Gastric cancer is a major health burden worldwide. It is the second cause of cancer deaths after lung cancer  . Gastric cancer (also known as stomach cancer) is an abnormal growth of cells that begins in the stomach. The stomach, a muscular sac located in the upper middle of your abdomen, which is used to receive and hold the food you eat and then help to break down and digest it.
In order to relate molecular features to histological phenotypes and clinical features, several different molecular gastric cancers classification systems have been proposed in the past decade. In 2014, based on the analysis from The Cancer Genome Atlas (TCGA) research network, four molecularly distinct gastric cancer subtypes were proposed: Epstein-Barr virus-positive (EBV+), microsatellite instable (MSI), genomically stable, and chromosomal unstable (CIN). Among of them, MSI, CIN, and EBV+ had previously been identified as distinct subtypes.
Figure 1. Graphical depiction of overlapping classifications
*this diagram is derived from publication on Lancet 
The figure 1 shows some overlap with TCGA. In an analysis based on mRNA expression profiling done by the Asian Cancer Research Group, gastric cancers were classified as MSI, microsatellite stable (MSS) or epithelial mesenchymal transition, MSS with TP53 intact, or MSS with TP53 loss. TP53 mutation or overexpression by immunohistochemistry has been proposed as a surrogate for the presence of CIN. Although molecular characteristics (either specific gene alterations or broader molecular subtypes) rather than morphological features might guide future treatment development, Laurén’s classification is still the most commonly used for subgroup analyses in clinical trials.
In this article, we list part of these proteins involved in gastric cancer based on the information provided by NCG (web resource to analyze duplicability, orthology and network properties of cancer genes).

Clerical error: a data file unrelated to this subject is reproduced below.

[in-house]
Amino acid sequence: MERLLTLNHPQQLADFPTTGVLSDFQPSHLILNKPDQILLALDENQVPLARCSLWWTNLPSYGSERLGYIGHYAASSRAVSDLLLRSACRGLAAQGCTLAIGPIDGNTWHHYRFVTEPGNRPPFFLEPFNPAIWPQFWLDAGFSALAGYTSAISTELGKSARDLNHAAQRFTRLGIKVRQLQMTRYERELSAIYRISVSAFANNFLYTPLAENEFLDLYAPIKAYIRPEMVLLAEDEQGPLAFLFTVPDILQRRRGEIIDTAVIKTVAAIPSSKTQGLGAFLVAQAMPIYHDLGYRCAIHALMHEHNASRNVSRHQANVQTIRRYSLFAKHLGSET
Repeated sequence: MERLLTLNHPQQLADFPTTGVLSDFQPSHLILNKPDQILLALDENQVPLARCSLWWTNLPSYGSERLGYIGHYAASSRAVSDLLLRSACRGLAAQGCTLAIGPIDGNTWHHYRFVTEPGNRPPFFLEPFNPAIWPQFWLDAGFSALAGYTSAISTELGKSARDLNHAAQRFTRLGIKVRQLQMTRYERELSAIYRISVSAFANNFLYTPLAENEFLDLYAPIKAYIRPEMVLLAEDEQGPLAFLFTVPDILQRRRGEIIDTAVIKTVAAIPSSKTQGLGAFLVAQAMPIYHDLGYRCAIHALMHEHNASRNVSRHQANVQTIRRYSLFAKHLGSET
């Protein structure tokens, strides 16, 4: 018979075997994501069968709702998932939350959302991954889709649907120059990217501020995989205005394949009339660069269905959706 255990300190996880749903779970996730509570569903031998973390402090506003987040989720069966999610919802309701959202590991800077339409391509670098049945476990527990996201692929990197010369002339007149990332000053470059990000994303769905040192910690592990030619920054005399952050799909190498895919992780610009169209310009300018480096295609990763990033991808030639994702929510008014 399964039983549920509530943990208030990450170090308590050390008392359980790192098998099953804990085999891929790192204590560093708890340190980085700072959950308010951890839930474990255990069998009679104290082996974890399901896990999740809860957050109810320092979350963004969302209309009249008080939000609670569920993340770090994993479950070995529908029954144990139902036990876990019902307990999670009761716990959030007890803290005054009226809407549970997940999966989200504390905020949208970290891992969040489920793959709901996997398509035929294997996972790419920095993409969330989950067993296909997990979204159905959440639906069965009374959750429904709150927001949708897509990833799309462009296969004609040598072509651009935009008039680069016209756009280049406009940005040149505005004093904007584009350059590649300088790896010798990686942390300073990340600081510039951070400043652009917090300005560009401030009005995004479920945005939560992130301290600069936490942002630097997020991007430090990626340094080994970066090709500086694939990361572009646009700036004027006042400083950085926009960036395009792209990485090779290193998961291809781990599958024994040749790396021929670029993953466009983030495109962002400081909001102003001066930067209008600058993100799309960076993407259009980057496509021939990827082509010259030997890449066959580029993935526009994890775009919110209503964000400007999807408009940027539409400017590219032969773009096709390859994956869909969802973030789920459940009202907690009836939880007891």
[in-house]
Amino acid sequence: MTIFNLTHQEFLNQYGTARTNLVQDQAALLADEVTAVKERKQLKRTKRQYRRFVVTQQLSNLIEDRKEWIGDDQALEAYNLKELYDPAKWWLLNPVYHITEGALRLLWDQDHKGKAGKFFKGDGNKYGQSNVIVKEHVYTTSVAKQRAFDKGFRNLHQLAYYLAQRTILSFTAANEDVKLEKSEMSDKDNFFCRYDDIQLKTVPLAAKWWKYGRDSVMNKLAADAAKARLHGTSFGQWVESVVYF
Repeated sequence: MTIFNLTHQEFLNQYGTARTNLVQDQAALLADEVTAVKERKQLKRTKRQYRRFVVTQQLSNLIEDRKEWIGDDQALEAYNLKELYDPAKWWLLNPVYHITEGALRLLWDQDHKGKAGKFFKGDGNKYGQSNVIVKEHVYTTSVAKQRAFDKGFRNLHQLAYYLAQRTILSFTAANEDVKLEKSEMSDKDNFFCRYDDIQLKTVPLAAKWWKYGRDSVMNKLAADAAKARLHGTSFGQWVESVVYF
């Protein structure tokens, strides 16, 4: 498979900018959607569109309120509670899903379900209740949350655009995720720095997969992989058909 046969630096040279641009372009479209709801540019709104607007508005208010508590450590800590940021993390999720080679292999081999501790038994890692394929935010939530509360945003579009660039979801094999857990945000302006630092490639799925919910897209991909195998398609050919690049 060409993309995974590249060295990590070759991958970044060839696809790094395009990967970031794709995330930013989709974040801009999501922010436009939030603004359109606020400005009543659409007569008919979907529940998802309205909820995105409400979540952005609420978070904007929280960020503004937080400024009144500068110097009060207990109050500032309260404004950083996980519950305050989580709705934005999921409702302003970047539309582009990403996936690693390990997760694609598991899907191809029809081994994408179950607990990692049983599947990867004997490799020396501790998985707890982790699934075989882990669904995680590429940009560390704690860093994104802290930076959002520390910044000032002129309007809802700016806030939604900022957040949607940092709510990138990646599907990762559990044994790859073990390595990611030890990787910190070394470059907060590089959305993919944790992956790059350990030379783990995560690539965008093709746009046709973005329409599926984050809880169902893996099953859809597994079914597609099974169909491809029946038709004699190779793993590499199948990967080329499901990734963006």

Here, we display several key targets involved in mechanism of gastric cancer, including:
ARID1A (AT-rich interactive domain-containing protein 1A) is a key component of the SWI/SNF chromatin remodeling complex, which has been reported involved in the carcinogenesis of various organs, including the ovaries, endometrium, uterus, and stomach    . The SWI/SNF complex regulates target genes downstream of TP53. So ARID1A is considered to act as a tumor suppressor gene. Loss of ARID1A expression is correlated with poor prognosis in gastric cancer .
CDH1, the gene encoding E-cadherin, are the most common germline mutations detected in gastric cancer and underlie hereditary diffuse gastric cancer (HDGC) syndrome. All reported HDGCs are the pure diffuse type by Lauren classification and are associated with dismal prognosis once the tumor invades the submucosa. Because CDH1 germline mutations are inherited in an autosomal-dominant fashion and have high penetrance, the International Gastric Cancer Linkage Consortium (IGCLC) developed criteria to facilitate the screening of CDH1 mutation carriers .
RHOA (ras homolog family member A), a member of the Rho family of small GTPases, which cycle between inactive GDP-bound and active GTP-bound states and function as molecular switches in signal transduction cascades. RhoA and COX-2 were upregulated in early gastric cancer tissues, which facilitated the proliferation and migration of gastric cancer cells.
CTNNB1 (beta catenin) is a dual function protein, involved in regulation and coordination of cell–cell adhesion and gene transcription. Mutations in CTNNB1 have been frequently detected (approximately 30%) in intestinal- and diffuse-type gastric carcinomas displaying nuclear accumulation of β-catenin . These mutations occur mainly in exon 3, that encodes for the GSK3β phosphorylation consensus region of the β-catenin gene, resulting in mutants refractory to regulation by the destruction complex, and thus in accumulation of this protein and constitutive activation of the Wnt pathway .
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